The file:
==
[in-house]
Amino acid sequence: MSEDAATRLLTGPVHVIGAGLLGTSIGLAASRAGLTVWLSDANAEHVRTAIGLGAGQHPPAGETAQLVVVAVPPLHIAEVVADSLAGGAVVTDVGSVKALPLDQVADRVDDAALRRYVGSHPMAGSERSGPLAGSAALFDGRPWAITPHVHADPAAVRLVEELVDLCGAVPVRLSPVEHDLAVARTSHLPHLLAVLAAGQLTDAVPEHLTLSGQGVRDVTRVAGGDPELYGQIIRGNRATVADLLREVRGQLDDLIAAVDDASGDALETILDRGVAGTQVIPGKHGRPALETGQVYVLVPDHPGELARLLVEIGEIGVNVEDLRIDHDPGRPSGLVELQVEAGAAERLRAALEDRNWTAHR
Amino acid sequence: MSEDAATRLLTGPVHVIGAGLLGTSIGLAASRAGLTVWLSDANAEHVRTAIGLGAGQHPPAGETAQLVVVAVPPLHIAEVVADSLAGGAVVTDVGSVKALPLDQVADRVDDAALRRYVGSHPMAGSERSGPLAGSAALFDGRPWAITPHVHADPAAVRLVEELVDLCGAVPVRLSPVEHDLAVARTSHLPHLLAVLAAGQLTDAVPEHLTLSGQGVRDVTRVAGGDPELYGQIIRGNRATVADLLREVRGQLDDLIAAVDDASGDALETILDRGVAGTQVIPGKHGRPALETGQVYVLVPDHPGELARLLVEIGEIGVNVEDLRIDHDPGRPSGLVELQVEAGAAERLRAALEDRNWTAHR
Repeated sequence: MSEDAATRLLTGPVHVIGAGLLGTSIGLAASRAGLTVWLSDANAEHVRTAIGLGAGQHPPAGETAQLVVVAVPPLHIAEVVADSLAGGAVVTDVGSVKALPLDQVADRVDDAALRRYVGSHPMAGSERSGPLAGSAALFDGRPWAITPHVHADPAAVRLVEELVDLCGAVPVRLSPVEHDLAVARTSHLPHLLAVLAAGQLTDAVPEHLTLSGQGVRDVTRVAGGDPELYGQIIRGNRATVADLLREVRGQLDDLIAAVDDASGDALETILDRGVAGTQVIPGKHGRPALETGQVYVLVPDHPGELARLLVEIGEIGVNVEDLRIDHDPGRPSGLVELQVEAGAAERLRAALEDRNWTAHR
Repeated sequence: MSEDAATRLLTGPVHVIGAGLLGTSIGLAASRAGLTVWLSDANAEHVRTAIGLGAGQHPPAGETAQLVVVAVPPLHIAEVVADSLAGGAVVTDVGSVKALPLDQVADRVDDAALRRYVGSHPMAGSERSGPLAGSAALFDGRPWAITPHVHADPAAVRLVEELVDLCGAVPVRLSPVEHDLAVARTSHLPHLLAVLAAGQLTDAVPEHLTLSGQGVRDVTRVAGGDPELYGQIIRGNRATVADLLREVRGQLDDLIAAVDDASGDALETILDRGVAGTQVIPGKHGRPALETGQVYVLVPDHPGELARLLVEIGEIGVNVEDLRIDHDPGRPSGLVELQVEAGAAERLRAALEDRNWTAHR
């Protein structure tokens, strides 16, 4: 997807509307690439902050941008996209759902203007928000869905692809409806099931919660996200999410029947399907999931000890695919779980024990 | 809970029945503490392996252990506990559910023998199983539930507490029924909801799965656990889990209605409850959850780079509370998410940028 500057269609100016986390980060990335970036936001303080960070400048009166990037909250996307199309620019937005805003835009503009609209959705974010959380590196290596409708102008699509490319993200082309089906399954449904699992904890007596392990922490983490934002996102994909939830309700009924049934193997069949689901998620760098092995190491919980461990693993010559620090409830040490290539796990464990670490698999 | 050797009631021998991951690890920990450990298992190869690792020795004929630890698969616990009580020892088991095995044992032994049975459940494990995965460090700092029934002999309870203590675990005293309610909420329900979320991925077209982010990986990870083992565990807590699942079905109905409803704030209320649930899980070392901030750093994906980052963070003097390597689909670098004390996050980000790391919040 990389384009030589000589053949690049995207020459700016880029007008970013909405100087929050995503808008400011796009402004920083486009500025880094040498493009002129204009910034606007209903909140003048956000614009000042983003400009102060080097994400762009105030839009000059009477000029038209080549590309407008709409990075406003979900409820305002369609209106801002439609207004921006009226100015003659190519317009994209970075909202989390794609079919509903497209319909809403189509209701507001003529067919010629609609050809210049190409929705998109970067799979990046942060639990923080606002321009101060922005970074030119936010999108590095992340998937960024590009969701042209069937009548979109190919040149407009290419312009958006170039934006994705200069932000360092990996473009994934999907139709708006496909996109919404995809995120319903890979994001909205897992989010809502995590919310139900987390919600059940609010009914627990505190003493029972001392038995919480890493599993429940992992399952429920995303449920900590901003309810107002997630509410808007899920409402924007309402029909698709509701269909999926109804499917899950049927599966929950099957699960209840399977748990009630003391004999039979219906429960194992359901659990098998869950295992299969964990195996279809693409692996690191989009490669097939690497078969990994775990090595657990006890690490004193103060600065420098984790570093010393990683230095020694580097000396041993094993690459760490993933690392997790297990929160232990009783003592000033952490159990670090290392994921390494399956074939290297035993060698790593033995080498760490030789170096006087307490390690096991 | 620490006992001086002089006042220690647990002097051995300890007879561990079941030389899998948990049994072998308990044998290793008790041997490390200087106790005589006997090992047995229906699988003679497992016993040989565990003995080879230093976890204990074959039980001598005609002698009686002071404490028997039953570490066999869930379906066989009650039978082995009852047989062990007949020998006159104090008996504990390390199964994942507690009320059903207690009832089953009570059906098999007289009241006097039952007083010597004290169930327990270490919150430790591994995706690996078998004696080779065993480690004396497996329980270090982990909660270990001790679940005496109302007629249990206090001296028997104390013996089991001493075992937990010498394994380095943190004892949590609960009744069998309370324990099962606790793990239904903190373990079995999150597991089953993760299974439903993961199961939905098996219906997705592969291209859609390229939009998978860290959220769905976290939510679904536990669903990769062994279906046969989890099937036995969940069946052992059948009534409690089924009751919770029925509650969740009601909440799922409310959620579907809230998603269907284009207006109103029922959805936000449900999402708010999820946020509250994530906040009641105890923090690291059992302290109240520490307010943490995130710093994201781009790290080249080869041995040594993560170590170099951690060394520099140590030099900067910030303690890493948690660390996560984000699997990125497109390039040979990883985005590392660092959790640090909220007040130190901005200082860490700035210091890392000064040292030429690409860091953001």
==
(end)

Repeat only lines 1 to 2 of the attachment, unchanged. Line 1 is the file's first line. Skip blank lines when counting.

[in-house]
Amino acid sequence: MSEDAATRLLTGPVHVIGAGLLGTSIGLAASRAGLTVWLSDANAEHVRTAIGLGAGQHPPAGETAQLVVVAVPPLHIAEVVADSLAGGAVVTDVGSVKALPLDQVADRVDDAALRRYVGSHPMAGSERSGPLAGSAALFDGRPWAITPHVHADPAAVRLVEELVDLCGAVPVRLSPVEHDLAVARTSHLPHLLAVLAAGQLTDAVPEHLTLSGQGVRDVTRVAGGDPELYGQIIRGNRATVADLLREVRGQLDDLIAAVDDASGDALETILDRGVAGTQVIPGKHGRPALETGQVYVLVPDHPGELARLLVEIGEIGVNVEDLRIDHDPGRPSGLVELQVEAGAAERLRAALEDRNWTAHR